By Alex Nnabue
Takoma Park is debating whether or not to change the names of streets in the city that are named after Confederate Civil War generals Robert E. Lee and Stonewall Jackson. City panels have been held to hear the opinions of the local residents. While some are in favor of altering the street names, others claim that the act would be a hassle for residents and whitewash history.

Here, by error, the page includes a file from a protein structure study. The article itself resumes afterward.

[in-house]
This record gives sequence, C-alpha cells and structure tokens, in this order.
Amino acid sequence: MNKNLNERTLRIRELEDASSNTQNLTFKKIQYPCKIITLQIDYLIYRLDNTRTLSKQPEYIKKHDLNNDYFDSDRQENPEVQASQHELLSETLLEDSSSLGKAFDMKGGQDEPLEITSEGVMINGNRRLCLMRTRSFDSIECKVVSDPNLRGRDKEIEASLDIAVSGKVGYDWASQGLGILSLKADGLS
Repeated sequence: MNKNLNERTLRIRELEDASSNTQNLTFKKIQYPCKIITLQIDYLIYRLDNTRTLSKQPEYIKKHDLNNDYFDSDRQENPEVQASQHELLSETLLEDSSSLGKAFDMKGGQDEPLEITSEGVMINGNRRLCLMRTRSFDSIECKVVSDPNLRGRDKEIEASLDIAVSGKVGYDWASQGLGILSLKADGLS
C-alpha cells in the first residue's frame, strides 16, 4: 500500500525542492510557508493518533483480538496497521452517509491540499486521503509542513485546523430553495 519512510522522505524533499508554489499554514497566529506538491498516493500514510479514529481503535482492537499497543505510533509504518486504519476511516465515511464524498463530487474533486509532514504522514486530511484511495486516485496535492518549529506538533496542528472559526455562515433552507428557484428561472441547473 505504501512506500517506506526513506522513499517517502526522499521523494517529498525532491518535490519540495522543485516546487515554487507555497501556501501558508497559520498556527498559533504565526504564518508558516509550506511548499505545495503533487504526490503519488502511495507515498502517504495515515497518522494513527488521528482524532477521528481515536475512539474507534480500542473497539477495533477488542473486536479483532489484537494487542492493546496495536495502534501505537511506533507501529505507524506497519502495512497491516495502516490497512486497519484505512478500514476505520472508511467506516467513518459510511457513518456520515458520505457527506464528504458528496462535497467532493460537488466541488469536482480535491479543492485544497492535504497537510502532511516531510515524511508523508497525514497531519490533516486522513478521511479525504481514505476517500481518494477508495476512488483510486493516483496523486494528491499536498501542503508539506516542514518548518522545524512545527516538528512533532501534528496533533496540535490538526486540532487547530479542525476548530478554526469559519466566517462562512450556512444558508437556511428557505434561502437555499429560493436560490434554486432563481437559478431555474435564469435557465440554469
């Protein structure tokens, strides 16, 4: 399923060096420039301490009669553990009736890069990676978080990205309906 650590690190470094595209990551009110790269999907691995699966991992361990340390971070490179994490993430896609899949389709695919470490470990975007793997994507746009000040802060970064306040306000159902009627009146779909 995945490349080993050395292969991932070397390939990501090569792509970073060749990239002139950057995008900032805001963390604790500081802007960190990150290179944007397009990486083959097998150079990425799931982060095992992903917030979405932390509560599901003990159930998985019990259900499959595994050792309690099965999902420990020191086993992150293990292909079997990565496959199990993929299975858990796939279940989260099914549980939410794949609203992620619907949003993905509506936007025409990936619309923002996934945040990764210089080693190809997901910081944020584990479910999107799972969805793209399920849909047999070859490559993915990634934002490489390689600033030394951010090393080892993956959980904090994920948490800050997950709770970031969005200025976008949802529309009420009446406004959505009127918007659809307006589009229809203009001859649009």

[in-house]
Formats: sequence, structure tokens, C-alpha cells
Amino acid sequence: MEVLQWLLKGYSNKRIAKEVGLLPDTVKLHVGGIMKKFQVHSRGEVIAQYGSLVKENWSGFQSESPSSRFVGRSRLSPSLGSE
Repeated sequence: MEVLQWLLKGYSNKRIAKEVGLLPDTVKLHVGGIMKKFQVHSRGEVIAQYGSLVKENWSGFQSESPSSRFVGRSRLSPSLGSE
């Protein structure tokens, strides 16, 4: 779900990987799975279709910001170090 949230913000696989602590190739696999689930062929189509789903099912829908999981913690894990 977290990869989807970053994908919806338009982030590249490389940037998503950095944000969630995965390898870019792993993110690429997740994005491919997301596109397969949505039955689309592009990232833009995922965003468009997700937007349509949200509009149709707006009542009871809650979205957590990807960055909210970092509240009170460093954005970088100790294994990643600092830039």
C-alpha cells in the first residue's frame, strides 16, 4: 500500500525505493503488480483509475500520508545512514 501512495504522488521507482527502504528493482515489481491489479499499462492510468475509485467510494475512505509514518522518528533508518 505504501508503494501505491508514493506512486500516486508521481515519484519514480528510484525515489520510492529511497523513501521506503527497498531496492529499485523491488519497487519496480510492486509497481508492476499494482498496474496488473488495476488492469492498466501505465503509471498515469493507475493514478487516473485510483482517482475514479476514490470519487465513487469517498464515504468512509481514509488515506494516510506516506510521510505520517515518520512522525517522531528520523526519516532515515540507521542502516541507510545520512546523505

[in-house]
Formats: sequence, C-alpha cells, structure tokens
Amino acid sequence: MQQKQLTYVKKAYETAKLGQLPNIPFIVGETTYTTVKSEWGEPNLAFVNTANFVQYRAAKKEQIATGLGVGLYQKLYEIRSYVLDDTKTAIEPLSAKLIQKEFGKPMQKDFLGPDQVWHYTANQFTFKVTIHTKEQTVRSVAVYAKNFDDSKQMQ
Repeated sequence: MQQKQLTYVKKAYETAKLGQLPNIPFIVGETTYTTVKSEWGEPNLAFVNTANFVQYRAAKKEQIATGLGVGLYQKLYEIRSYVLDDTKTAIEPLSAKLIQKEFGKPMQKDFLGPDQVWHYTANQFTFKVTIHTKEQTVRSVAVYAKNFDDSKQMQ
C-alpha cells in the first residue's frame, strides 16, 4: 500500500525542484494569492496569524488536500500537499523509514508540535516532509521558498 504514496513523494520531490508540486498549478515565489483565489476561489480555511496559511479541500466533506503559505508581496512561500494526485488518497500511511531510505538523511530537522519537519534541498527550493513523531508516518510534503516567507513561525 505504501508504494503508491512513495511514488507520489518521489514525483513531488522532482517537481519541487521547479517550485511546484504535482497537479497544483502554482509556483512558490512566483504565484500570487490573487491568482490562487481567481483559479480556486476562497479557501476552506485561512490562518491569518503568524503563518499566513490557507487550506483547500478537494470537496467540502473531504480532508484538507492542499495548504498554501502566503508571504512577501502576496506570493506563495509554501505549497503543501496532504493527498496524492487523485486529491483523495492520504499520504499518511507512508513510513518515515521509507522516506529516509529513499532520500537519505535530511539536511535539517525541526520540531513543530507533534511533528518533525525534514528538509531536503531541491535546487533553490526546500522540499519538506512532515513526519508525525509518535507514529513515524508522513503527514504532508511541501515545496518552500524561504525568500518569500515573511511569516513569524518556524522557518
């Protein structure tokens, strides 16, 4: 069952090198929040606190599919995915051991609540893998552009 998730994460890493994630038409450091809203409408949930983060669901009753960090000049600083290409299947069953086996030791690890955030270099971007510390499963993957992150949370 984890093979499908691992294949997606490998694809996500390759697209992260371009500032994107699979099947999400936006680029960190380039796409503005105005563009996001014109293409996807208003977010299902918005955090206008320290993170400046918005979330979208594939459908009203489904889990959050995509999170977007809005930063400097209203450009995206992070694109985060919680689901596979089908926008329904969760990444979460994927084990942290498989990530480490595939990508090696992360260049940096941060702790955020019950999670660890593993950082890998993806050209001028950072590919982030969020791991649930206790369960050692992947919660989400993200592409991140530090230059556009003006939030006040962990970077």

The ongoing debate is directly associated with the greater protests that have been occurring throughout the country as citizens are demanding that monuments of Confederate generals should be taken down. The sole purpose of the Unite the Right rally in Charlottesville, VA last August was to oppose the removal of a Robert E. Lee monument. Protesters for the cause included white supremacists, Klansmen, and neo-Nazis. It is evident that those groups support signs and statues that honor Confederate soldiers because they memorialize an outdated government system that was based on slavery and white supremacist beliefs, not because they symbolize history and tradition. The street signs certainly honor that ideology as it denies the brutality and racist actions of the generals by allowing their influence to live on. Inclusive public spaces are essential for a country that is aiming to unite its citizens and rid itself of its discriminatory history.